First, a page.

- Guest blogger Val Hewson is a researcher for Reading Sheffield, an oral history project about popular reading in the mid-20th century. This has led her to research library services in Sheffield and elsewhere. In the Leeds Local and Family History Library, she read a diary belonging to F.G.B. Hutchings, Chief Librarian of Leeds between 1946 and 1963. Val has kindly agreed to write an article based on what she read in the Hutchings diary. You can find out more about other books, documents, manuscripts and ephemera relating to the history of the Leeds Library Service by browsing our research guide.
‘I managed to drink half a cup of cream which nobody else seemed to want.’ So said Fred Hutchings – gleefully – in the diary he kept during a business trip to the USA in October 1951. As well as impressions of American libraries, the diary includes trenchant observations on: noisy department stores; the ‘strange’ music at church services; and, to Hutchings’ dismay, the threat of war, with many Americans ‘held in the grip of the idea of Communist aggression’. But the diary also reveals a particular concern for American hospitality and cuisine, which is unusual in a man of evident moderation.
There are in fact good explanations for his interest. International travel was less common in 1951 than now and people were just less familiar with foreign food. (When Ian Fleming wanted to signal James Bond’s sophistication in Casino Royale, he had him eat the then exotic, but now commonplace, avocado.) More importantly, there was still rationing in the UK. Confectionery, sugar, butter and meat were all restricted. In the USA, with its almost unlimited resources, rationing stopped in 1946. Hence Hutchings’ enjoyment of that cream.
As an important visitor, Hutchings went to various official functions. In Philadelphia, he was a guest of honour at a lunch for 300 people. ‘…we had good talk and good food. The soup was very good as American soup can be. The chicken was done to fastidious succulence. Not a lot to eat, but very good.’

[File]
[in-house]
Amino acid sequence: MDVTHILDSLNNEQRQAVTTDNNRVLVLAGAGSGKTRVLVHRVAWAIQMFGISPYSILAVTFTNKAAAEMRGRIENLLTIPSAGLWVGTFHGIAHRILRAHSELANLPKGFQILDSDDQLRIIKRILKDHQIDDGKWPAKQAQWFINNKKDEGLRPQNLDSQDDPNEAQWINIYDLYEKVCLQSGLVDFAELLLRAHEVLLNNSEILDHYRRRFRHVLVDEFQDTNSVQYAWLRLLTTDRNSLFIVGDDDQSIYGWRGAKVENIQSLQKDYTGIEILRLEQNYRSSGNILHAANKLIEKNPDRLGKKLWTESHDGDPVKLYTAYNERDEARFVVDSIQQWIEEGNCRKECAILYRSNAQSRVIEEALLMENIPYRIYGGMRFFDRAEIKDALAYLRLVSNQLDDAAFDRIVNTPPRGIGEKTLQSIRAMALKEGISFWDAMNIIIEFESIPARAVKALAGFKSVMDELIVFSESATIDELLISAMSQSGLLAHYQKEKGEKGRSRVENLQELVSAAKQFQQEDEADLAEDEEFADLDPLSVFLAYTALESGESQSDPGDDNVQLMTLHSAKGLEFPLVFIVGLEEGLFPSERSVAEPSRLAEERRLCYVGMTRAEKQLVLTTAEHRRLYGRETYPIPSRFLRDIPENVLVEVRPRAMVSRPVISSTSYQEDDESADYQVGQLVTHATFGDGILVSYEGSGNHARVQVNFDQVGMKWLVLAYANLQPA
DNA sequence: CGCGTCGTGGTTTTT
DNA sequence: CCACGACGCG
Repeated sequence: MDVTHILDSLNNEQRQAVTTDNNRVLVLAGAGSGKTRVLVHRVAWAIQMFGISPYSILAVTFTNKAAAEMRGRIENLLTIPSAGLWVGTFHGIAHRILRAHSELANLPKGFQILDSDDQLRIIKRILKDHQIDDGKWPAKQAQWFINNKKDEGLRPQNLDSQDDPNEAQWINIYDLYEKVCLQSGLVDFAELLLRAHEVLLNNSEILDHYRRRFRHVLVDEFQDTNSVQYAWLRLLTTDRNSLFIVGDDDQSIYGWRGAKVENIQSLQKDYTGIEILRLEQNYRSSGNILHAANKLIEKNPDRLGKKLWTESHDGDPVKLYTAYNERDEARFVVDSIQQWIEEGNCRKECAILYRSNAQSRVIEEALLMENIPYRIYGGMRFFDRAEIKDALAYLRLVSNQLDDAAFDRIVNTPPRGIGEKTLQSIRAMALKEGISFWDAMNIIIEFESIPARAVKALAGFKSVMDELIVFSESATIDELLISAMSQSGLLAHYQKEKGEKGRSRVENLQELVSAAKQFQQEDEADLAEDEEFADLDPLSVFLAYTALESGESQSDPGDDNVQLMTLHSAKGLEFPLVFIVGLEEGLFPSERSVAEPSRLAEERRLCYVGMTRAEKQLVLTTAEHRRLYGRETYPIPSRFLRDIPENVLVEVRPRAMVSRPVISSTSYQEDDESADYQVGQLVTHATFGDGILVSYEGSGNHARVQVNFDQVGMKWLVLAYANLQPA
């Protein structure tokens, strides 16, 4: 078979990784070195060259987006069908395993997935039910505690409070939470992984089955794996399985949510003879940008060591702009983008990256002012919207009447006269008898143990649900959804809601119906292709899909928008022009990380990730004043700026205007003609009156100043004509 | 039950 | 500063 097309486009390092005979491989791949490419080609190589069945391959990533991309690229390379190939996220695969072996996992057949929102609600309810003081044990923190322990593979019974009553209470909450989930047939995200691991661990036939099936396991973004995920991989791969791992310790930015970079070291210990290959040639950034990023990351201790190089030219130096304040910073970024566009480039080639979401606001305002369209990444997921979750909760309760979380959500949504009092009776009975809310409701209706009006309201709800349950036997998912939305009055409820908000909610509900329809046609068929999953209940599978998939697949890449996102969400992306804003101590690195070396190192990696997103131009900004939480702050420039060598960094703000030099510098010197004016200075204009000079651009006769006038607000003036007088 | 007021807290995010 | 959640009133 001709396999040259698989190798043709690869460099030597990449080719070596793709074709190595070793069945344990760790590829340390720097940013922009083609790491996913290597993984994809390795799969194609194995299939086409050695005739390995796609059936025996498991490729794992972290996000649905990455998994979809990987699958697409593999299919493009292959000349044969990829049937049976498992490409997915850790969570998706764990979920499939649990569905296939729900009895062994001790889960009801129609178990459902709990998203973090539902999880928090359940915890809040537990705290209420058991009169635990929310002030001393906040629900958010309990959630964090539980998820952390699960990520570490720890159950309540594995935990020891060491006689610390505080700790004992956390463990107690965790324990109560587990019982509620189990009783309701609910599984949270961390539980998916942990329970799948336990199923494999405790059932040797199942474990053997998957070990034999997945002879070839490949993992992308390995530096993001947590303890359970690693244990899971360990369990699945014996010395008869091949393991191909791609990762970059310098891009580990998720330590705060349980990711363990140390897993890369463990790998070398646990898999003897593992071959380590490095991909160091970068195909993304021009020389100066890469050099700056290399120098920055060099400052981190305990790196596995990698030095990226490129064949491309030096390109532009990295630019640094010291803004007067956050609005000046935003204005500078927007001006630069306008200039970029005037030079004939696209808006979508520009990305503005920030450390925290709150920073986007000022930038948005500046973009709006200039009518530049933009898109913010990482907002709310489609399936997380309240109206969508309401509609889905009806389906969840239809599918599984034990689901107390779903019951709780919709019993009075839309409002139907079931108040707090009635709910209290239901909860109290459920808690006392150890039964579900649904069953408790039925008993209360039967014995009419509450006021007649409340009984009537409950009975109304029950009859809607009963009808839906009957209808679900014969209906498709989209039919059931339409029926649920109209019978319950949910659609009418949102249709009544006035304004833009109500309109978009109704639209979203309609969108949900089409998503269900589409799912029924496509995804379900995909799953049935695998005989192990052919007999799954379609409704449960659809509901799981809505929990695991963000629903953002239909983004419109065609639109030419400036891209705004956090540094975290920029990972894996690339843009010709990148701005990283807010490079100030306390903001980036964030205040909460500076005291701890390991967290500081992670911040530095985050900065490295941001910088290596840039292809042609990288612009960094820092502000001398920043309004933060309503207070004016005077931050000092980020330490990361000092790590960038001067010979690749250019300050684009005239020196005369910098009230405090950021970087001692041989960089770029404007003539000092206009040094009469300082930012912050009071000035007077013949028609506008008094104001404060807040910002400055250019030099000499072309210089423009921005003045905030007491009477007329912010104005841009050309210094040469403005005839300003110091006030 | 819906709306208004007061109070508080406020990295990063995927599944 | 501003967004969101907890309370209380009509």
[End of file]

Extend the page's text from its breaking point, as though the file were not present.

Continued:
Hutchings found that many Americans were personally kind and hospitable. ‘Miss MacPherson threw a very good party tonight,’ he notes. And there was lunch at the home of Luther Evans, the Librarian of Congress: ‘…quite excellent. Mrs. Evans knows how to cook according to the best American standards, and they are very good. Soup, liver done to a turn with rice, French fries. Chocolate blancmange and whipped cream. Does not sound much, but the quality of the food, its cooking and flavour made it one of the best meals I have had in years.’ And another home-cooked dinner was a feast: ‘Chicken, rice, French fries, peaches in rum, followed by custard pasty with whipped cream. Before the meal we had Burgoynes (American whisky in water with ice – v.g.) After the meal we had brandy and coffee.’
When on occasion he returned the hospitality, Hutchings was conscious that prices were ‘haywire’. ‘[He] had got a room for me at $2 a night without food. This is very cheap and feeding should not exceed (with care) $3 a day. It is as well. I gave lunch yesterday to two people who had been specially good to me: cost $8 or £2 16s* – Can’t keep that up!’ He winced when he bought food for a parcel to send home – a common transatlantic practice at the time. It was ‘a lengthy and expensive process.’
Outside the professional sphere, the highlight of the visit for Hutchings was probably his weekend in Clifton, Virginia, at the home of an old-school Southerner, Colonel Willard Webb, who was Chief of the Stack and Reader Division at the Library of Congress. ‘It was hospitality on the grand scale’ and a ‘kind of wonderland existence’. Hutchings was charmed by the ‘wooden house [in] five acres of wooded, undulating country.’ (The property is now a nature reserve.) A trip to Manassas reveals a town ‘rather like a more up to date version of Kirby Lonsdale [sic]’ and ‘so quiet and unexciting, yet warm and soothing.’
Willard Webbs’ house and grounds. By permission of the Northern Virginia Regional Park Authority
Hutchings finishes his diary travelling from London to Leeds, without much reflection on the trip. However, despite the diary’s last words – ‘How anxiety to get home presses me.’ – we can be pretty sure that he relished his experience. He certainly enjoyed a greater range of food, although he patriotically said that, for all their resources, Americans didn’t ‘eat as well as we do as a rule’. But the home cooking he encountered was simple and very good. And, more importantly than any particular food, Hutchings appreciated the warmth and kindness shown to him by so many Americans.
You can read more about Hutchings’ visit, including his views on American libraries, in an article by Alistair Black, University of Illinois here.
* $2 in 1951 = approx. $19 in 2016. $3 in 1951 = approx. $29 in 2016. $8 in 1951 = approx. $74 in 2016. £2 16s in 1951 = approx. £87 in 2016.